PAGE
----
In the months since Uber unleashed their experimental fleet of autonomous vehicles (AVs) on Pittsburgh, many have questioned the safety of the new technology. Now the local advocacy group BikePGH has launched a survey to see how AVs interact with bicyclists and pedestrians.

“We have a real concern that someone could become involved in a crash with an autonomous vehicle,” says BikePGH communications and marketing manager Alexandria Shewczyk.

She adds that they welcome every experience, whether it’s good, bad or neutral. The survey will then inform how they approach AV advocacy education going forward, and help them decide if more needs to be done to keep cyclists and pedestrians safe.

The survey is available now and runs until March 8, 2017.

Prior to the survey, the reports BikePGH received on AVs ranged from close calls to more innocuous encounters, including one that happened to Shewczyk as she rode her bike.

“It was hesitant and wouldn’t pass me,” she says. “It was just slowly following along behind me.”

After the survey ends, BikePGH will continue to collect information through an online Submit Autonomous Vehicle Experience (SAVE) form. The form allows for more thorough accounts of interactions by allowing contributors to add details such as time of day and weather conditions.

The survey and SAVE form should come in handy as companies continue to use Pittsburgh’s public streets as a testing ground for AVs. In addition to Uber, Ford recently announced it would invest $1 billion in Argo AI, a Pittsburgh startup developing their own self-driving cars.

While BikePGH recognizes the advantages of the technology, stating in a press release that it has the potential to “change the public realm, impact the economy, reduce collisions, and alter our environment like nothing we’ve seen since the invention of the automobile,” there are plenty of reasons to proceed with caution. Last December, the San Francisco Bicycle Coalition released a warning about Uber AVs being tested in the city after staff members witnessed them making sudden, unsafe turns into bike lanes. The company reacted by promising to fix the problem.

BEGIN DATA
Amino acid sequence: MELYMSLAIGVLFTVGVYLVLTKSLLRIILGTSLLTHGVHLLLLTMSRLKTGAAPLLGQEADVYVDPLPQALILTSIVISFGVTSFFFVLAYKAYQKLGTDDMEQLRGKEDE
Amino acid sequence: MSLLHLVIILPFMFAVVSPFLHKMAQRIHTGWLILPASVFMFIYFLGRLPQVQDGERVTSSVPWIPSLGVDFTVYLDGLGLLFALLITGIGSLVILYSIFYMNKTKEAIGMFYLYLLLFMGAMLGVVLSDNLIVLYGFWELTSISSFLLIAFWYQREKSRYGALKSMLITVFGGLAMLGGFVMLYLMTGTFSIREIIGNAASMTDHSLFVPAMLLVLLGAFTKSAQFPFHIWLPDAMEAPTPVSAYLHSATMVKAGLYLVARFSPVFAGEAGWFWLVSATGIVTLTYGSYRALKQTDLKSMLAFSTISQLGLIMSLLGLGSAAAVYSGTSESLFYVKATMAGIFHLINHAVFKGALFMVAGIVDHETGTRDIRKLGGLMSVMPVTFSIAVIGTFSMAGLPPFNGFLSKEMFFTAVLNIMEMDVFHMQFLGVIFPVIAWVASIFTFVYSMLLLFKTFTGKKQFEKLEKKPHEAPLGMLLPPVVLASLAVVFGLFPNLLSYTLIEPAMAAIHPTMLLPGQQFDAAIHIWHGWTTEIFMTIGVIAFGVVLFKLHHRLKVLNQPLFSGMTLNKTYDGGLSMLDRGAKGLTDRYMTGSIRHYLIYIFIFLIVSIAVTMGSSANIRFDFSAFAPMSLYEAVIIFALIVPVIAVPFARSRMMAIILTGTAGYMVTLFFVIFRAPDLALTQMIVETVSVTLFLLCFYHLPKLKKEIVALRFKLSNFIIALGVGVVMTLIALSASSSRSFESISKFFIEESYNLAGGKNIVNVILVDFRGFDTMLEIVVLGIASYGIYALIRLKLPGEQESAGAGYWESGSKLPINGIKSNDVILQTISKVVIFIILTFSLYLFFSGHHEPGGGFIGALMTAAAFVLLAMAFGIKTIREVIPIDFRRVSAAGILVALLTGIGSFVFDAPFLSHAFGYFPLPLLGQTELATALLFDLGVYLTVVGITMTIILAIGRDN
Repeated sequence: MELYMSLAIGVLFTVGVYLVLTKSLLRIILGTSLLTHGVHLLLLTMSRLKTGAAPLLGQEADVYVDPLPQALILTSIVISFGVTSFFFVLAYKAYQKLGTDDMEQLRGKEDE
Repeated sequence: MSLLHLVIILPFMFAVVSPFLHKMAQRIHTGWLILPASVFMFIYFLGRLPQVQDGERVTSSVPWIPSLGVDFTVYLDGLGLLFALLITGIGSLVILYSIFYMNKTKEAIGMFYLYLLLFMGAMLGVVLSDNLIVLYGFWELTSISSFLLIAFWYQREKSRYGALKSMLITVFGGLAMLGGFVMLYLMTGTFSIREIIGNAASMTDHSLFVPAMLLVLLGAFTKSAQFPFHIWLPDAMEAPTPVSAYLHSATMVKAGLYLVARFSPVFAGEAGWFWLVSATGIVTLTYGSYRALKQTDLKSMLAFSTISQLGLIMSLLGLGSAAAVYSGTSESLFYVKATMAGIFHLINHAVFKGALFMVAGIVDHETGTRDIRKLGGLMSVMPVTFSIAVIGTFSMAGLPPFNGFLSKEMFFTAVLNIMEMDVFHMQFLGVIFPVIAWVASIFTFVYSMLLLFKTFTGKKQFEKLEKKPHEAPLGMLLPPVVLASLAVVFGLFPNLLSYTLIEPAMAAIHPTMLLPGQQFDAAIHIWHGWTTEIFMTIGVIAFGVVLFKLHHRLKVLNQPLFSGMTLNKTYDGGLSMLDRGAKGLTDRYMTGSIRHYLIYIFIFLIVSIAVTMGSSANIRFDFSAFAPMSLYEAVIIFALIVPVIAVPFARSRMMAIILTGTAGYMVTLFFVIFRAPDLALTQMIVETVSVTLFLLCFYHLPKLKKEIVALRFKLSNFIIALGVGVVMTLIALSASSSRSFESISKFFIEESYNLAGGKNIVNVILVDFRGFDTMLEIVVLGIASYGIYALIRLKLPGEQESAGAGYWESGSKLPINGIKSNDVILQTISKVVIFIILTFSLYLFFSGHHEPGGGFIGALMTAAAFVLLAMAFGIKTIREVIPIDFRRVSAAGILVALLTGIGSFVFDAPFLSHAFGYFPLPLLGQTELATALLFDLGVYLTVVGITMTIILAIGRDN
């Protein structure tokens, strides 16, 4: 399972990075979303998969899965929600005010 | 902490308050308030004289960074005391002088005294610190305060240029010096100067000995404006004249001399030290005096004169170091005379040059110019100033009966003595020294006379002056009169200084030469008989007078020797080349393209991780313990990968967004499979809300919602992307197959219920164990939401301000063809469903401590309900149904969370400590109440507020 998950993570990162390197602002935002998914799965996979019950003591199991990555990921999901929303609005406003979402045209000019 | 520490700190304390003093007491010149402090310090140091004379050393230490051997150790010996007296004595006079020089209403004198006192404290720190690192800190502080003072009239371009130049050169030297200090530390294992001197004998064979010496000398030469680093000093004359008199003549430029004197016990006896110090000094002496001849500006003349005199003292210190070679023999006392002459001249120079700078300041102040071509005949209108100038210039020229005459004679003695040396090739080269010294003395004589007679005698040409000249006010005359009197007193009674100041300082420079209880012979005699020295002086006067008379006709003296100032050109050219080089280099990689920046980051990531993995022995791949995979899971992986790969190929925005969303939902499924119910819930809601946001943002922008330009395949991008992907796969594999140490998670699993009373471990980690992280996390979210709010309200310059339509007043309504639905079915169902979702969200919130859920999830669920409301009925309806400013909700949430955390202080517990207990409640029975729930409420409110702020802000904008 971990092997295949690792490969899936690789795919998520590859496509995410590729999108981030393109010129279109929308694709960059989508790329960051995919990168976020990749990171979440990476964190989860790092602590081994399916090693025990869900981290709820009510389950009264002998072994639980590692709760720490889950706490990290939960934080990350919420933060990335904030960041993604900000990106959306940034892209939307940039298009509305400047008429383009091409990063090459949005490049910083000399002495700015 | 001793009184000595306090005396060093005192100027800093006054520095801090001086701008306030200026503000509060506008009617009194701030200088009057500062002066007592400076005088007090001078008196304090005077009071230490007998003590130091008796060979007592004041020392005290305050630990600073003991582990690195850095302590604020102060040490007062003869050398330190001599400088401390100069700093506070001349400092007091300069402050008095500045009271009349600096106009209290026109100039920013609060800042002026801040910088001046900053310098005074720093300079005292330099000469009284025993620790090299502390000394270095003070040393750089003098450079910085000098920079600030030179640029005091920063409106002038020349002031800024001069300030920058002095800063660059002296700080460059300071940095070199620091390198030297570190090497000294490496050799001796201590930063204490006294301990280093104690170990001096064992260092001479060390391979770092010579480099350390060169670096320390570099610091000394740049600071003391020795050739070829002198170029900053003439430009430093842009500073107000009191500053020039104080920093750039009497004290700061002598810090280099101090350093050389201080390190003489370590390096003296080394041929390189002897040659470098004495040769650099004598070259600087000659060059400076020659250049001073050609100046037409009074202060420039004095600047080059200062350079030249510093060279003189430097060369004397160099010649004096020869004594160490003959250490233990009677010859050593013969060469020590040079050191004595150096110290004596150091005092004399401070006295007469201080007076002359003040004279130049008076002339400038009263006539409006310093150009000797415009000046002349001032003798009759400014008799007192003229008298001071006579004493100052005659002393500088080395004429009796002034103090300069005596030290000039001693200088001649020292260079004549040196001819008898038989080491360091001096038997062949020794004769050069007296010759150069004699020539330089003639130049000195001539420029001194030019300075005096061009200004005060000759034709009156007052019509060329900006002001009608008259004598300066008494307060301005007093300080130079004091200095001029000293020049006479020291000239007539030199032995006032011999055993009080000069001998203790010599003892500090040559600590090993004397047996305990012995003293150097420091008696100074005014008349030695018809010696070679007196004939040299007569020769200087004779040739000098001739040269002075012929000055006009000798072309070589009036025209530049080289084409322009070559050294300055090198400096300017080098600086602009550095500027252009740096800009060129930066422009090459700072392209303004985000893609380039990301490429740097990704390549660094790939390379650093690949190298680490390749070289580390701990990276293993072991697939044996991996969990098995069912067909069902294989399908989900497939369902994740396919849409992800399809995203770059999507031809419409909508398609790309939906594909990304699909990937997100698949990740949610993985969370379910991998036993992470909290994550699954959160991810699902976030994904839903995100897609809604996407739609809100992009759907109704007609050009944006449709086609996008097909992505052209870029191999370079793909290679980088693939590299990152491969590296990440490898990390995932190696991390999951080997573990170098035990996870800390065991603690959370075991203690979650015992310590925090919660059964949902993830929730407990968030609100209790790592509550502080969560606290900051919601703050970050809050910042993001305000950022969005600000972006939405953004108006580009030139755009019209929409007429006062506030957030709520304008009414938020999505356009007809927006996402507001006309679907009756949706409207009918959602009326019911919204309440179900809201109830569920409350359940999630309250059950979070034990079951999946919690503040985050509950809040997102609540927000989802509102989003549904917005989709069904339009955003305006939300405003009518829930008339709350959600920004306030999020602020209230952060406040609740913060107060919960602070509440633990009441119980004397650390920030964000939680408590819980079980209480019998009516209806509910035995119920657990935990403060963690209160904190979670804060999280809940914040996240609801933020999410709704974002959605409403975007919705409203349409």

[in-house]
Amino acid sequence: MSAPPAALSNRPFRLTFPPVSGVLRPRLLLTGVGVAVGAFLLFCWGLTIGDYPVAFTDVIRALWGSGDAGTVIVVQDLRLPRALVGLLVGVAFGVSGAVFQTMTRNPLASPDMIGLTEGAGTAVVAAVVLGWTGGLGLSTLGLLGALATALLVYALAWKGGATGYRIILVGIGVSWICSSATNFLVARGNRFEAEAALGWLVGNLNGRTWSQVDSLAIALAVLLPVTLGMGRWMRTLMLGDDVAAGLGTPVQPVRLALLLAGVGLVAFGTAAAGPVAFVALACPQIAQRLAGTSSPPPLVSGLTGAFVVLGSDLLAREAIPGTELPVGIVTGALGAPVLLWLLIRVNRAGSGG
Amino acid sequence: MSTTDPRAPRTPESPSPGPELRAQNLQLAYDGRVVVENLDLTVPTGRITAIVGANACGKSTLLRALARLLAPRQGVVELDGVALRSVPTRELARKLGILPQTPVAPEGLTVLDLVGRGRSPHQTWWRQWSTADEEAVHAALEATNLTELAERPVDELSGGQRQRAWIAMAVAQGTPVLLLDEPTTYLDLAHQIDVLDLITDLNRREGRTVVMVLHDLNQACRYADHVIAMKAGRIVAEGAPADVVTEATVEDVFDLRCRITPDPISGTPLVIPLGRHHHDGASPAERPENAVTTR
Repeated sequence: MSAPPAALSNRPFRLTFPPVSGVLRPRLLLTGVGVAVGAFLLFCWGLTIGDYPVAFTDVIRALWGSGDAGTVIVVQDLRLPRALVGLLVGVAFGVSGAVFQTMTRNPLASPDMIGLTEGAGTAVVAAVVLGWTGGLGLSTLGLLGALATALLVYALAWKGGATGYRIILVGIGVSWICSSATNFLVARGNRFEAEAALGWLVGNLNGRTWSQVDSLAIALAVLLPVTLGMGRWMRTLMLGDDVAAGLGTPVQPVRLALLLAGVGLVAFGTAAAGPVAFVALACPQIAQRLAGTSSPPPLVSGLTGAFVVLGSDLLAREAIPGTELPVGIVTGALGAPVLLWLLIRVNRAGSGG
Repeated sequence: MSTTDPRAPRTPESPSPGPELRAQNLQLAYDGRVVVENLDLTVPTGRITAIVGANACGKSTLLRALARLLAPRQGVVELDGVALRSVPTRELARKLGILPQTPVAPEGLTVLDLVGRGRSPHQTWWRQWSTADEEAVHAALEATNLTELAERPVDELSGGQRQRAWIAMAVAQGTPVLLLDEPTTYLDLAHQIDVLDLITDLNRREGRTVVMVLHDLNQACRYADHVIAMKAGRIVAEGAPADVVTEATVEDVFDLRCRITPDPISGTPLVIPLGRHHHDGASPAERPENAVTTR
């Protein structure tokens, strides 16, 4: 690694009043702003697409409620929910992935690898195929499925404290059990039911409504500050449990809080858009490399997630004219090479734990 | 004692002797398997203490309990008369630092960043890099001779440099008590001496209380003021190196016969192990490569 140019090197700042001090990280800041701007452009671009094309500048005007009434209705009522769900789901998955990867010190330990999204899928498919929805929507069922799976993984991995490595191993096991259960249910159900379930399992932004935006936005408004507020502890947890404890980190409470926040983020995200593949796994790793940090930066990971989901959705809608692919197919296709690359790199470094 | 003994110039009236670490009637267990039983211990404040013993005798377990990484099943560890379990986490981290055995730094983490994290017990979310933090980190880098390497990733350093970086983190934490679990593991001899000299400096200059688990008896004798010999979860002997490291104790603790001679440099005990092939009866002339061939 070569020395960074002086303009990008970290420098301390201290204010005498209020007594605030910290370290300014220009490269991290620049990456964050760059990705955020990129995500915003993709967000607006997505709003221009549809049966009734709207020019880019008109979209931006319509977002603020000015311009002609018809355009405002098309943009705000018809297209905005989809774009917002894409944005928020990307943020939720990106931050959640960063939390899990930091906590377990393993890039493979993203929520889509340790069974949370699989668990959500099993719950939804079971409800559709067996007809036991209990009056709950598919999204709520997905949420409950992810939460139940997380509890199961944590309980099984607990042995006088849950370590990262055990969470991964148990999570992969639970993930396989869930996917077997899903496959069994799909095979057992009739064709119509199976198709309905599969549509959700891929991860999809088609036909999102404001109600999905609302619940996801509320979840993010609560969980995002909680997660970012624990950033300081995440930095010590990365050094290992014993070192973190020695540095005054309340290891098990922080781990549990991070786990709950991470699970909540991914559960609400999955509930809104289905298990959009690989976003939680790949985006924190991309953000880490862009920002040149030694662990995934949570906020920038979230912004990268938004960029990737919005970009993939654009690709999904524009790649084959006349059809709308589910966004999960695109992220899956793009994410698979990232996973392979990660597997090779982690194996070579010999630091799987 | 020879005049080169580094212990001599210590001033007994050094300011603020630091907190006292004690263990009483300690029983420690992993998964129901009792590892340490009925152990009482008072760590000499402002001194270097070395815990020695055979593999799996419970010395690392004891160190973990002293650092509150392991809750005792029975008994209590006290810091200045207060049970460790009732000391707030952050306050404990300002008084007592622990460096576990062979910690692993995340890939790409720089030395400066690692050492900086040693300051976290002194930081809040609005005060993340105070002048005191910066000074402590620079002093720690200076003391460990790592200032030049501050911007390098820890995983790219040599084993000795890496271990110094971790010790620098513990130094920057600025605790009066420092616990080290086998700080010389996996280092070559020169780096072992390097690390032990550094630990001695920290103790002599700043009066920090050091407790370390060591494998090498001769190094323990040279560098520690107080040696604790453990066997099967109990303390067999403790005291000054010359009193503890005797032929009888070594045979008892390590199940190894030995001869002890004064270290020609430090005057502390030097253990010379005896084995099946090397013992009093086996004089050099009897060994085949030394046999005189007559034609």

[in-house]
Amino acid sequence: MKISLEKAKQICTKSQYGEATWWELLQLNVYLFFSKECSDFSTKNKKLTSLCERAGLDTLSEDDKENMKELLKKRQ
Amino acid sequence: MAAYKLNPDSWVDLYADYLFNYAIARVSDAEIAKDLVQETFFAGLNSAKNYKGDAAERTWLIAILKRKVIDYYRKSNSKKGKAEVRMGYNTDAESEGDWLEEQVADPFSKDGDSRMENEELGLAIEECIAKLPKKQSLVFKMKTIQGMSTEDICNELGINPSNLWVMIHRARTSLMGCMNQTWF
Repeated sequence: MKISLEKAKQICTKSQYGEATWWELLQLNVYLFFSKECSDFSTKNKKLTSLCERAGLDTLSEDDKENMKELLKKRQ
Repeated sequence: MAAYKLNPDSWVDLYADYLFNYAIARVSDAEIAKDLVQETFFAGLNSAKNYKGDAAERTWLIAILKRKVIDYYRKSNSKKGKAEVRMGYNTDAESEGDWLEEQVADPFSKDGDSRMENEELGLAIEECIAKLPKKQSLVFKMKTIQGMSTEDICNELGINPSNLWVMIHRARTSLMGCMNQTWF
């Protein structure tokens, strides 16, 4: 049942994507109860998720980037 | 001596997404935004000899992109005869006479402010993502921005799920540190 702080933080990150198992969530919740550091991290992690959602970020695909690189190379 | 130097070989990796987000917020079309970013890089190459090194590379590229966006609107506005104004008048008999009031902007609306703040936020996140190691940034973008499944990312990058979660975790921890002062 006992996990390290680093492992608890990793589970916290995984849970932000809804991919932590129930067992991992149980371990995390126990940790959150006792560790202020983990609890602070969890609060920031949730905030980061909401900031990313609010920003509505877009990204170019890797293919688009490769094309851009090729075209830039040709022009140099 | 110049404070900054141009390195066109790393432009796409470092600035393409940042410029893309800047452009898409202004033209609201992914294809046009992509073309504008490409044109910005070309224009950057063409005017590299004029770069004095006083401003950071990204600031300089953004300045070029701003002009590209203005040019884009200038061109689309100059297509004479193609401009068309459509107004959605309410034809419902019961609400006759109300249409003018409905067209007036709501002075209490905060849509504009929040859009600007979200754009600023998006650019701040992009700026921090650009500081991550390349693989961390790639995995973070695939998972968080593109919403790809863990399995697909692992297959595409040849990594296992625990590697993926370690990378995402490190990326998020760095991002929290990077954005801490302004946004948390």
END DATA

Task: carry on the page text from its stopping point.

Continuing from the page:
The troubles in San Francisco didn’t end there. Uber also had to pull and then re-release their AVs after they ran red lights and committed other traffic violations, prompting threats of legal action from the California attorney general and the DMV.

While there are obvious concerns, BikePGH sees the widespread adoption of AVs as inevitable, especially now that a bill outlining autonomous vehicle testing in Pennsylvania has been introduced in the state Senate. The organization only wants to ensure that everyone who uses the roads in Pittsburgh has a say in how that transition unfolds.

“Autonomous vehicles are fast becoming part of our future,” said BikePGH executive director Scott Bricker in an official statement. “We are at an important moment in terms of how this technology interacts with pedestrians and bicyclists. Ultimately it’s up to all of us to decide what kind of city we want to live in.”